You are here: Home - Investing - Experienced Investor - News -

Environment for active investing set to improve markedly

0
Written by: John Bilton
27/01/2017
The last few years have been tough for active investors, but as interest rates around the world start to stabilise the outflows from active funds will level off and begin to reverse.

Fashions wax and wane in investing as much as in any other field. But one fashion that many commentators believe is more than a passing fad is passive investing. So much so, that some would extrapolate the explosive growth of passive funds in the last few years and predict the ultimate demise of active investing all together. But to borrow some words from Mark Twain: reports of the death of active investing are greatly exaggerated.

Without question, the last few years have been tough for active investors – adapting to a new monetary policy landscape which flooded markets with cheap capital and caused asset prices to surge largely indiscriminately proved tough.

Excess capital, it seems, is like kryptonite to alpha. It removed competition for capital and constrained the ability of active managers to ration investment to more deserving assets. But all this may now be changing as interest rates around the world start to stabilise and grind slowly upwards.

Another important consideration is that for much of the last seven years, the daily and even weekly returns of stocks and bonds were negatively correlated – good days for stocks were bad days for bonds, and vice versa. Longer term annual returns for the two assets however, were largely positively correlated – total annual returns for US stocks and bonds were positive for both assets in six of the last seven years.

This situation allowed investors to hold a passive allocation to stocks and bonds which both dampened day-to-day portfolio volatility and delivered positive annual returns from both assets over the longer run.

We doubt the benign environment of the last few years, which provided a significant tailwind for passive investing at the same time that it frustrated active managers’ quest for alpha, will persist. As central banks gradually drain excess liquidity, and we enter the more familiar latter stages of a business cycle we expect the environment for active investing will improve markedly.

To be clear, we do not expect a sharp reversal of asset flows to passive funds as the environment shifts; but we do anticipate that the outflows from active funds will level off and begin to reverse.

A key driver of this is the business cycle – there is little question that the current business cycle is elongated. We see a very real prospect that the current expansion could set a new record, ultimately outlasting the 1991-2001 expansion in the US.

However, we are clearly morphing from a “lower for longer” bias – which supported all assets and flooded the market with cheap capital – to a “reflationary” bias. In a reflationary environment we would expect rising rates, more competition for capital, and greater differentiation in the performance between firms – all important ingredients in alpha generation.

We enter 2017 with a sense of modest optimism that the business cycle still has some way to run, but also with a sense that we are entering a new regime. Investors of all approaches can take some cheer that we appear to be entering a period of slightly above trend growth, which for the first time in five years is coordinated across all major economic blocs. There remain many unknowns for 2017 – not least with regard to trade policy – but with economic growth broadening out and turning up, asset markets can probably deliver positive, if modest, returns this year.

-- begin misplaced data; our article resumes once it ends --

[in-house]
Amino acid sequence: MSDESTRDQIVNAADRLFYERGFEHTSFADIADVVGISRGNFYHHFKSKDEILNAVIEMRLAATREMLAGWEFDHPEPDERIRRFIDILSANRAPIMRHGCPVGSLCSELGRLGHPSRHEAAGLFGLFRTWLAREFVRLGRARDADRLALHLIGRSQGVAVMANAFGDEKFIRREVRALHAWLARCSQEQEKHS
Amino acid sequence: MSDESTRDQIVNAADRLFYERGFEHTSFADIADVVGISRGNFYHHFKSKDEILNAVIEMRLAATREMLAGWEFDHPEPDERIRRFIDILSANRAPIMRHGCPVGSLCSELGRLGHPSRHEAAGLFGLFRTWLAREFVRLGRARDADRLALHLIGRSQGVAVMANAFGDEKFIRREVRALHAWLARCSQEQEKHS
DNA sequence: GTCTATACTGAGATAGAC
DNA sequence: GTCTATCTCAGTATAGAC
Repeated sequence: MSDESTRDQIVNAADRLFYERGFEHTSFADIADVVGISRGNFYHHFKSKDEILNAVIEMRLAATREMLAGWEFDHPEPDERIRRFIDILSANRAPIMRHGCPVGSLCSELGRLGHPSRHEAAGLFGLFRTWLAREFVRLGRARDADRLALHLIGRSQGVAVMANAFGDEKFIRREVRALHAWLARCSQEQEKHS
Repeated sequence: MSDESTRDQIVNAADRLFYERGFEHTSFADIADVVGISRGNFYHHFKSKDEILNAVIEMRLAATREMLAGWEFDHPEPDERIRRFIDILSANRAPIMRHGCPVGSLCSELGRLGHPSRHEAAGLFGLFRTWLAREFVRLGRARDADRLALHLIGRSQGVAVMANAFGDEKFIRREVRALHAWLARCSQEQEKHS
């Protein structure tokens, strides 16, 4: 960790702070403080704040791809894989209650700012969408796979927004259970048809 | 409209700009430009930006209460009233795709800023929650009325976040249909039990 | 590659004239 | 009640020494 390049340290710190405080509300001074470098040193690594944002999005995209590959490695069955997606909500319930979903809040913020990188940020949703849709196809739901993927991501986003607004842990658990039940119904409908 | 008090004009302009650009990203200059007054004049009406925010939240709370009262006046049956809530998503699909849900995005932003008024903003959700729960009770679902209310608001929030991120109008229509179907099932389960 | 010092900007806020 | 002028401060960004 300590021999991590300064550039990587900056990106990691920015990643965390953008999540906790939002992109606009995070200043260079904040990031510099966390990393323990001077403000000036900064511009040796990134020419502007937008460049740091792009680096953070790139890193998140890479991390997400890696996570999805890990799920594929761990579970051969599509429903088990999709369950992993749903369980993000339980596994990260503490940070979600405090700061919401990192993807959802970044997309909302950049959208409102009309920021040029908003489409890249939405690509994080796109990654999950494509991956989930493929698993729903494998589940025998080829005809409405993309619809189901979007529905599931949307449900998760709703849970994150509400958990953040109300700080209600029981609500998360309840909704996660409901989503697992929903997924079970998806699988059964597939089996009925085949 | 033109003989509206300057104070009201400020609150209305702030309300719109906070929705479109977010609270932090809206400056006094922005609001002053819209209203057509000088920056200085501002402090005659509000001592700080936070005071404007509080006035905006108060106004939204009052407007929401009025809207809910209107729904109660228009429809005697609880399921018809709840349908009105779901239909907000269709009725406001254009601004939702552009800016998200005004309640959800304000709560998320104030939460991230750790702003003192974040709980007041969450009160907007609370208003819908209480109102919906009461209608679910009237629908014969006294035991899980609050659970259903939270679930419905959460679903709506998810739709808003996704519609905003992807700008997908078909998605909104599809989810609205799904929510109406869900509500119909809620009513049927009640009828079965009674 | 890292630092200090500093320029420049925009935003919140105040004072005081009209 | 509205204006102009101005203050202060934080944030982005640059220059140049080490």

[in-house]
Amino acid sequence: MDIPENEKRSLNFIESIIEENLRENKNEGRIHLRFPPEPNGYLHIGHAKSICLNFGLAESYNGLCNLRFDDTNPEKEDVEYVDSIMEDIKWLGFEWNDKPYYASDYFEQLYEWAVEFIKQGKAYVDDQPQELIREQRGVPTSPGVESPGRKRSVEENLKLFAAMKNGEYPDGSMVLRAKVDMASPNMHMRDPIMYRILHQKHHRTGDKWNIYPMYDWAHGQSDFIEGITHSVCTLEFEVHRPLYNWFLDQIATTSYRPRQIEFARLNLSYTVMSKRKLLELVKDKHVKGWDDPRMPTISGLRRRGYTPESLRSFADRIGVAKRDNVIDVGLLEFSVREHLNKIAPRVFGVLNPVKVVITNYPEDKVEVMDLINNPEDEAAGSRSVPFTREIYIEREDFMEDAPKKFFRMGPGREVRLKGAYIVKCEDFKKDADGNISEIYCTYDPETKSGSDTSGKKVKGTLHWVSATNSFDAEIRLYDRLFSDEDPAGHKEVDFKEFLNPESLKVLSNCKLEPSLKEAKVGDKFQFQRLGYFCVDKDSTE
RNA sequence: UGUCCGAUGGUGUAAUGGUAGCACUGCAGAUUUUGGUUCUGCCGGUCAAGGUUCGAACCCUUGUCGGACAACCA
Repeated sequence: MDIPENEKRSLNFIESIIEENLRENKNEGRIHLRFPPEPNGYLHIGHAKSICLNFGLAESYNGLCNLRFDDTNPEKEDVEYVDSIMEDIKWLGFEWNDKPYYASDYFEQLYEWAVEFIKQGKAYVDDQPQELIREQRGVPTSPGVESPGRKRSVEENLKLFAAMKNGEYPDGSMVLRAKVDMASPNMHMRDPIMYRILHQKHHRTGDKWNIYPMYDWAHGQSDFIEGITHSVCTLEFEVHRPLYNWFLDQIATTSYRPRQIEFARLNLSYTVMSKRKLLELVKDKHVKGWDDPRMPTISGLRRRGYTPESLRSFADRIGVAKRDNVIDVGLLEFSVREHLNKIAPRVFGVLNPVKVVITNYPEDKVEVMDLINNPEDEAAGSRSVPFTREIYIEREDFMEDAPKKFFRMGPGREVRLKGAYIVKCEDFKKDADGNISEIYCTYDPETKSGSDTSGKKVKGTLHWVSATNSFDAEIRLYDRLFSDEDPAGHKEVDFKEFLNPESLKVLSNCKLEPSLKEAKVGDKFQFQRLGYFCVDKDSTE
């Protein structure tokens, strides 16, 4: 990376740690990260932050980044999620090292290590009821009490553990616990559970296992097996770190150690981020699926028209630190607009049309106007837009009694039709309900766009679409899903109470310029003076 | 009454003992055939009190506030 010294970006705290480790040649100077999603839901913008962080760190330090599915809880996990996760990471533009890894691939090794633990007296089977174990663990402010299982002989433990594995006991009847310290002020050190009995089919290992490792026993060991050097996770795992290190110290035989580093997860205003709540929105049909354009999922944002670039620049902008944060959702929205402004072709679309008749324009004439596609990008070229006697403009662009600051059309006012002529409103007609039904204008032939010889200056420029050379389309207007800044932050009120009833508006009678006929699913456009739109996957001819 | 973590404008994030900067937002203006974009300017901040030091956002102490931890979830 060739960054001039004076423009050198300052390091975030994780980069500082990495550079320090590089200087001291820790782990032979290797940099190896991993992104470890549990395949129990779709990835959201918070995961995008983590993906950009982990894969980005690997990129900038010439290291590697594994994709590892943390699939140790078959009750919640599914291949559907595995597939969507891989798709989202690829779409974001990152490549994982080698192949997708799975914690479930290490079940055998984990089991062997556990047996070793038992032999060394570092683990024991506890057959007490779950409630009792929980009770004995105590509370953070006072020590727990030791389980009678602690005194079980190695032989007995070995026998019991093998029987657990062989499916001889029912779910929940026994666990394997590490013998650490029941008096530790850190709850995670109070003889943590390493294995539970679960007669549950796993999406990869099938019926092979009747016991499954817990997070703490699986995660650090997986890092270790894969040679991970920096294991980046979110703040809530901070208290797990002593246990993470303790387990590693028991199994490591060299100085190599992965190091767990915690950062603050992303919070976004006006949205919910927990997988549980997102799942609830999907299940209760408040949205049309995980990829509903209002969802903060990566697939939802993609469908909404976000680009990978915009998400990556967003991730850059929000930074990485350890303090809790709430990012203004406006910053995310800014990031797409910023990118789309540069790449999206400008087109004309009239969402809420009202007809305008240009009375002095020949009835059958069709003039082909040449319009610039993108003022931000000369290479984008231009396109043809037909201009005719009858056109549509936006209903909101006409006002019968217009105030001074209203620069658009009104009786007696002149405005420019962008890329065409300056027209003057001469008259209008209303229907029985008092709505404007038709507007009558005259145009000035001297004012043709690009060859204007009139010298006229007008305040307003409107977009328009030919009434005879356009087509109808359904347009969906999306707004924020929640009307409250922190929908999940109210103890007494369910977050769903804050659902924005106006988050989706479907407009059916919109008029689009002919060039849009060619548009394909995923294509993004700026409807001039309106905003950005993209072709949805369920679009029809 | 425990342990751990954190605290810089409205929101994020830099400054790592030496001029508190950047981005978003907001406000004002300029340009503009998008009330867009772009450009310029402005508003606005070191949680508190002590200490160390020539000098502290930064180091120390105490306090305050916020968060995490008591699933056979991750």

John Bilton is global head of multi-asset strategy at JPMorgan Asset Management

Related Posts

There are 0 Comment(s)

If you wish to comment without signing in, click your cursor in the top box and tick the 'Sign in as a guest' box at the bottom.

Everything you need to know about being furloughed

Few people had heard of ‘furlough’ before March 2020, but the coronavirus pandemic thrust the idea of bein...

The savings accounts paying the most interest

If one of your jobs this month is to get your finances in order, moving your savings to a higher paying deal i...

Coronavirus and your finances: what help can you get in the second lockdown?

News and updates on everything to do with coronavirus and your personal finances.

What will happen if rates change

How your finances will be impacted by a rise in interest rates.

Regular Savings Calculator

Small regular contributions can build up nicely over time.

Online Savings Calculator

Work out how your online savings can build over time.

Having a baby and your finances: seven top tips

We’re guessing the Duchess of Cambridge won’t be fretting about maternity pay or whether she’ll still be...

Protecting family wealth: 10 tips for cutting inheritance tax

Inheritance tax - sometimes known as 'death tax' - can cause even more heartache for bereaved families. But th...

Travel insurance: Five tips to ensure a successful claim

Ahead of your summer holiday, it’s important to make sure you have the right level of travel cover or you co...

Money Tips of the Week

Read previous post:
Not just gender: Britain’s a ‘deeply elitist society’ as class pay gap unearthed

Professionals from working class backgrounds are paid £1,000s less than their affluent colleagues, ground-breaking research has discovered.

Close